Rob Hunter

Ubuntu as Spyware and Gateware

As might be expected, Richard Stallman has condemned Canonical’s decision to integrate Amazon search results into Ubuntu in order to earn affiliate payments. Since the data from searches performed in Ubuntu are sent straight to Canonical, Stallman says that Ubuntu is now “spyware” and it’s hard to disagree with him. The charge sticks all the more firmly in light of a blog post by Canonical’s founder, Mark Shuttleworth. Responding to accusations that the new policy had troubling implications for users’ privacy and security , Shuttleworth was less than reassuring: “Don’t trust us? Erm, we have root. You do trust us with your data already.” And Canonical has announced that it will retain the Amazon search integration in future releases of Ubuntu.

So here’s yet another reason not to use Ubuntu: not only does it take a rather unprincipled approach to using unfree software, not only is it marred by unseemly (and by all accounts, unsightly) commercialized search results, not only are the people behind it are determined to use non-transparent and privacy-compromising development choices to scrounge up a little cash, but those same people are also blithely unconcerned about legitimate worries about privacy, security, and accountability. The most popular GNU/Linux distribution just got a whole lot less warm and fuzzy, its (comparatively) aggressive marketing notwithstanding.

Now, you may be saying, so what? There are other distros out there. True enough, but despite its flaws I think that Ubuntu has played an important role in popularizing computing on GNU/Linux. More importantly, it is a gateway – it’s gateware, if you will – to other aspects of free/libre computing, especially the broader Debian ecosystem. I think it’s unlikely that I would have come to Debian – my preferred operating system for just about everything – as quickly, if at all, if I hadn’t first used Ubuntu 10.04, which was as gentle an introduction to GNU/Linux as possible for someone who had previously only used Windows and OS X. Ubuntu continues to serve as a conduit for beginners and novices who want to learn more about how their computers actually work, and how they can use their computers in precisely the ways that they want; but I am no longer comfortable recommending it to anyone. Canonical has made it clear that they will continue to implement self-serving policies that are abusive toward Ubuntu users. Furthermore, Ubuntu as it ships these days makes a hash of free software principles. In fact, it’s hardly even an open source distro, since Ubuntu routinely encourages users to download non-free drivers and firmware, packages non-free software in its repositories, and has displayed an increasing willingness to encourage users to purchase proprietary software through a thinly veiled “app store.” Restricting access to software only to those who are able to pay for it is a transparent violation of the free software ethic, but I’m sure the folks at Canonical are patting themselves on the back for rolling out, in gradual stages, a “freemium” ad-supported OS that will ensure a steady stream of eyeballs for its ad affiliate dollars. Gone, too, are the days when Canonical could be relied upon to make even modest contributions to the development of free software.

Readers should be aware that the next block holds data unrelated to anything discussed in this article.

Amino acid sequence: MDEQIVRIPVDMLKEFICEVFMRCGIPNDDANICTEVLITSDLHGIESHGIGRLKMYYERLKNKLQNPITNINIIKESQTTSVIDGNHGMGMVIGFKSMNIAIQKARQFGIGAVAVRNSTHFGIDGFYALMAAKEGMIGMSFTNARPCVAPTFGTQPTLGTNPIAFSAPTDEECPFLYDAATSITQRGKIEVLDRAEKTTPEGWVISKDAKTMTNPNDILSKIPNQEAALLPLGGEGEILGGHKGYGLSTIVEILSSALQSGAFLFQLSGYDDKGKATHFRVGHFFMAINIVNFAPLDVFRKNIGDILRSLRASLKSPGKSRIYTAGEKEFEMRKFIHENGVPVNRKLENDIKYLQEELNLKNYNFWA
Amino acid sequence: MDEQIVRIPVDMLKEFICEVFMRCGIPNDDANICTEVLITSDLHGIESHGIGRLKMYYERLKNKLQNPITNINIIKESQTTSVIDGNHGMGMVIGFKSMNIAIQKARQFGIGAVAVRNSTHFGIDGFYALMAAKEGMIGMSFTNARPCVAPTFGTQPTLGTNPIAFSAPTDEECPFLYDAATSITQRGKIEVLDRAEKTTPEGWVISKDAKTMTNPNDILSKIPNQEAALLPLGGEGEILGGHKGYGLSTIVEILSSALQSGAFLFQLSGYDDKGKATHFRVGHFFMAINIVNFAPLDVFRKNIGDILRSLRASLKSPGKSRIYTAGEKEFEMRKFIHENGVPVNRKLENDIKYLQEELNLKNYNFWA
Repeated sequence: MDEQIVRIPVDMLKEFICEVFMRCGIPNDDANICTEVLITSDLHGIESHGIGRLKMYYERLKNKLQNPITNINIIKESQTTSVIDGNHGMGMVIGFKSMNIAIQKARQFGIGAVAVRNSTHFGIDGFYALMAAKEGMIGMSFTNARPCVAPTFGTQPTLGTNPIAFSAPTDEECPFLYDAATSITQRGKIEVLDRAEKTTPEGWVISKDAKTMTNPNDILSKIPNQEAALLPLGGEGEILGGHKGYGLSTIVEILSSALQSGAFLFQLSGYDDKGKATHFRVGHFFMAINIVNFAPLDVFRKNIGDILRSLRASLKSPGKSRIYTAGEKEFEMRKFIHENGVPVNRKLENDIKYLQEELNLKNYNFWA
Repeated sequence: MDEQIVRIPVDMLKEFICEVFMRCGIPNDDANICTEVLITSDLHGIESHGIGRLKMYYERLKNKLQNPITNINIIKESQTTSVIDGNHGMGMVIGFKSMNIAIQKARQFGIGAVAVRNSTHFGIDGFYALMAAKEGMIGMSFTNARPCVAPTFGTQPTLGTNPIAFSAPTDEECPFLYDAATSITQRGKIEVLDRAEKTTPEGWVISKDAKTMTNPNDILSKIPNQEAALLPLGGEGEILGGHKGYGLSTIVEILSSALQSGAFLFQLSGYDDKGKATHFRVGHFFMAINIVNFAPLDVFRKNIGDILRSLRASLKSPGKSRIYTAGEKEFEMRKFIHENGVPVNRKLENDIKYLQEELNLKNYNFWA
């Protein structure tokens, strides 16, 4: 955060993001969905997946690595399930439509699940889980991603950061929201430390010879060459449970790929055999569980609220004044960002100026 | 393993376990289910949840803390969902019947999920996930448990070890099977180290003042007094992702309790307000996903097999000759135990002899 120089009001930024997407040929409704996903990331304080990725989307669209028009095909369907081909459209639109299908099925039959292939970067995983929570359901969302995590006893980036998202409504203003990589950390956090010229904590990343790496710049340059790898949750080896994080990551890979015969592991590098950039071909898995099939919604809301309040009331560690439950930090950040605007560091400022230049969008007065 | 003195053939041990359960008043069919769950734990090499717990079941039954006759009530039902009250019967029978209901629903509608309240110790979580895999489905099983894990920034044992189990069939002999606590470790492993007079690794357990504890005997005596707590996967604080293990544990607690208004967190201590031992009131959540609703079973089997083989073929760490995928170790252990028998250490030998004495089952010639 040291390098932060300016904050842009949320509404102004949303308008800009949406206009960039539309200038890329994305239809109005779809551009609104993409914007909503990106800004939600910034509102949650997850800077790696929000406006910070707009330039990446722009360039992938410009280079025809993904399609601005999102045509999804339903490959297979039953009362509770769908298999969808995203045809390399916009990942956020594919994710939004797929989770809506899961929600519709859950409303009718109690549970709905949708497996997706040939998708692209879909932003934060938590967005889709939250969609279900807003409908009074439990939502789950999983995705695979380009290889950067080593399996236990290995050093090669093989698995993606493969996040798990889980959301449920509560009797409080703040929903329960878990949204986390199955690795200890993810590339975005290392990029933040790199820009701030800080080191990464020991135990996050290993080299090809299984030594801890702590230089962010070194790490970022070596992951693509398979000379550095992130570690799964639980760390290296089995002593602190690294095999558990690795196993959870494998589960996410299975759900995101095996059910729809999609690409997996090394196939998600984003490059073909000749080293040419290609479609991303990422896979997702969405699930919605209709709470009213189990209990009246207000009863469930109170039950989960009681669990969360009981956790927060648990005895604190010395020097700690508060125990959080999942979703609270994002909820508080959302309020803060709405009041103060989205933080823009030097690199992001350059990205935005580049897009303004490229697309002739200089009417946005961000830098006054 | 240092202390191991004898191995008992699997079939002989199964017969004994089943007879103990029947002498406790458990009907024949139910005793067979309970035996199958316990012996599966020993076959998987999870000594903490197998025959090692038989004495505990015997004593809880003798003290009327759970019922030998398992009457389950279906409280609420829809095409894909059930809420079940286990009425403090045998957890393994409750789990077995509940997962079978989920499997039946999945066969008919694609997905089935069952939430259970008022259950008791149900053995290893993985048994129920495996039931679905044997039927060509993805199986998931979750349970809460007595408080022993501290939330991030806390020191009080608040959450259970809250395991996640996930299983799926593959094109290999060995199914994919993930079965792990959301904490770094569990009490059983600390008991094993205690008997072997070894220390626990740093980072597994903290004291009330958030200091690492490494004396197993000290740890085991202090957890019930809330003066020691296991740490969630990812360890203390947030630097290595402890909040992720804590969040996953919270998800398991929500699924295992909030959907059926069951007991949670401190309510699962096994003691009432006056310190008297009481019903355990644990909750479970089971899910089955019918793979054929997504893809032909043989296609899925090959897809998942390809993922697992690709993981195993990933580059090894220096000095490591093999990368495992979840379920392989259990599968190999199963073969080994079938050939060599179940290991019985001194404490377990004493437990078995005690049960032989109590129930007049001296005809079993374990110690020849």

This is a shame, since there was a time when Ubuntu really was, more or less, a Debian derivative that was less intimidating and more inviting for casual users – which is just what was needed for expanding the universe of free software on the desktop. The alternatives to Debian, in terms of overcoming the intimidation factor for new users, are either unprincipled (Linux Mint has no scruples about committing to free software, and neither does Arch) or obscure (CrunchBang, etc.). And while I’ll be the first to sing Debian’s praises, it has to be admitted that stable is past its prime and the ins and outs of getting a testing or unstable installation up and running will naturally elude novice users.

Let’s just hope that Wheezy launches soon.